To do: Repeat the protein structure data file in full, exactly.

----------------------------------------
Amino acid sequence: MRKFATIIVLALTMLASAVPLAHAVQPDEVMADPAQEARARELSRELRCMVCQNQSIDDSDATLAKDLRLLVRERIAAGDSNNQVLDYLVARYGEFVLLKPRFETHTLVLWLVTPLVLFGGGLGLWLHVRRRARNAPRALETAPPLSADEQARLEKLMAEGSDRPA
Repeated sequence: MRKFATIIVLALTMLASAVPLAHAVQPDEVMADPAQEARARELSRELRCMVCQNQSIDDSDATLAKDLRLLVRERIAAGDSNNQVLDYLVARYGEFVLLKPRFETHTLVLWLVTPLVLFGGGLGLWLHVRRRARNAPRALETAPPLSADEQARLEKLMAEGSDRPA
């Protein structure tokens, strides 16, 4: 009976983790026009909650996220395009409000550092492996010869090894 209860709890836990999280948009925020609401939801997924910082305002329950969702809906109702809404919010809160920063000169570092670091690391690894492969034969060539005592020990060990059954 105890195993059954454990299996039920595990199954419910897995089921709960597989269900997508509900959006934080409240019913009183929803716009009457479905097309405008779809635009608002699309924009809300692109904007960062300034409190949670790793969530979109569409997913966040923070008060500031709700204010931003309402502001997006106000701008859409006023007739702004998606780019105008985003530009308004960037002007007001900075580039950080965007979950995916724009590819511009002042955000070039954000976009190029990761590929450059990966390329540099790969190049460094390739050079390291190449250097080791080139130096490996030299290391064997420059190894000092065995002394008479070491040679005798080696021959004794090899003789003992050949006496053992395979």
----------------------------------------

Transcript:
Amino acid sequence: MRKFATIIVLALTMLASAVPLAHAVQPDEVMADPAQEARARELSRELRCMVCQNQSIDDSDATLAKDLRLLVRERIAAGDSNNQVLDYLVARYGEFVLLKPRFETHTLVLWLVTPLVLFGGGLGLWLHVRRRARNAPRALETAPPLSADEQARLEKLMAEGSDRPA
Repeated sequence: MRKFATIIVLALTMLASAVPLAHAVQPDEVMADPAQEARARELSRELRCMVCQNQSIDDSDATLAKDLRLLVRERIAAGDSNNQVLDYLVARYGEFVLLKPRFETHTLVLWLVTPLVLFGGGLGLWLHVRRRARNAPRALETAPPLSADEQARLEKLMAEGSDRPA
């Protein structure tokens, strides 16, 4: 009976983790026009909650996220395009409000550092492996010869090894 209860709890836990999280948009925020609401939801997924910082305002329950969702809906109702809404919010809160920063000169570092670091690391690894492969034969060539005592020990060990059954 105890195993059954454990299996039920595990199954419910897995089921709960597989269900997508509900959006934080409240019913009183929803716009009457479905097309405008779809635009608002699309924009809300692109904007960062300034409190949670790793969530979109569409997913966040923070008060500031709700204010931003309402502001997006106000701008859409006023007739702004998606780019105008985003530009308004960037002007007001900075580039950080965007979950995916724009590819511009002042955000070039954000976009190029990761590929450059990966390329540099790969190049460094390739050079390291190449250097080791080139130096490996030299290391064997420059190894000092065995002394008479070491040679005798080696021959004794090899003789003992050949006496053992395979």